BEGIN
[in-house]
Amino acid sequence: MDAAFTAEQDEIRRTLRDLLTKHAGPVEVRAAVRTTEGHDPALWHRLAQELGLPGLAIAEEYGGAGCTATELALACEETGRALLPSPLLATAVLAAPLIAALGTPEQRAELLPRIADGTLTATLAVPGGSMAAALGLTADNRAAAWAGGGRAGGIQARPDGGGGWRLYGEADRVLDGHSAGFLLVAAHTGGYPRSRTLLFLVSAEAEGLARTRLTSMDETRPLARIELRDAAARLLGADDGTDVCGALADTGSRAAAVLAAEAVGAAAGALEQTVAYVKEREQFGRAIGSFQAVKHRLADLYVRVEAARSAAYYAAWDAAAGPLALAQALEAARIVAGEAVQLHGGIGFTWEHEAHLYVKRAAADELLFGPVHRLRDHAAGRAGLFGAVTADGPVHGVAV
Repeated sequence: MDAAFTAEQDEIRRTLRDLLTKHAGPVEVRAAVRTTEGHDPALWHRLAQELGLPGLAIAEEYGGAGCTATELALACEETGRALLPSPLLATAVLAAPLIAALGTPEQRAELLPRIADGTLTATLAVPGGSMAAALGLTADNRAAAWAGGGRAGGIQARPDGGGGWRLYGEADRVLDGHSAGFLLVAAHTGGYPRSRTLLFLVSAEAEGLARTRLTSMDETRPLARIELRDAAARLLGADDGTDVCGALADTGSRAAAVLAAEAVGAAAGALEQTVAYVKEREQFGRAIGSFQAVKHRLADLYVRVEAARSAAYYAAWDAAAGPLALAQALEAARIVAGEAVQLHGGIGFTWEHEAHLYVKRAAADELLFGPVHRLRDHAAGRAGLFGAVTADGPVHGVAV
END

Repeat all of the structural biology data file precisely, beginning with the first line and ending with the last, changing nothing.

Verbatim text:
[in-house]
Amino acid sequence: MDAAFTAEQDEIRRTLRDLLTKHAGPVEVRAAVRTTEGHDPALWHRLAQELGLPGLAIAEEYGGAGCTATELALACEETGRALLPSPLLATAVLAAPLIAALGTPEQRAELLPRIADGTLTATLAVPGGSMAAALGLTADNRAAAWAGGGRAGGIQARPDGGGGWRLYGEADRVLDGHSAGFLLVAAHTGGYPRSRTLLFLVSAEAEGLARTRLTSMDETRPLARIELRDAAARLLGADDGTDVCGALADTGSRAAAVLAAEAVGAAAGALEQTVAYVKEREQFGRAIGSFQAVKHRLADLYVRVEAARSAAYYAAWDAAAGPLALAQALEAARIVAGEAVQLHGGIGFTWEHEAHLYVKRAAADELLFGPVHRLRDHAAGRAGLFGAVTADGPVHGVAV
Repeated sequence: MDAAFTAEQDEIRRTLRDLLTKHAGPVEVRAAVRTTEGHDPALWHRLAQELGLPGLAIAEEYGGAGCTATELALACEETGRALLPSPLLATAVLAAPLIAALGTPEQRAELLPRIADGTLTATLAVPGGSMAAALGLTADNRAAAWAGGGRAGGIQARPDGGGGWRLYGEADRVLDGHSAGFLLVAAHTGGYPRSRTLLFLVSAEAEGLARTRLTSMDETRPLARIELRDAAARLLGADDGTDVCGALADTGSRAAAVLAAEAVGAAAGALEQTVAYVKEREQFGRAIGSFQAVKHRLADLYVRVEAARSAAYYAAWDAAAGPLALAQALEAARIVAGEAVQLHGGIGFTWEHEAHLYVKRAAADELLFGPVHRLRDHAAGRAGLFGAVTADGPVHGVAV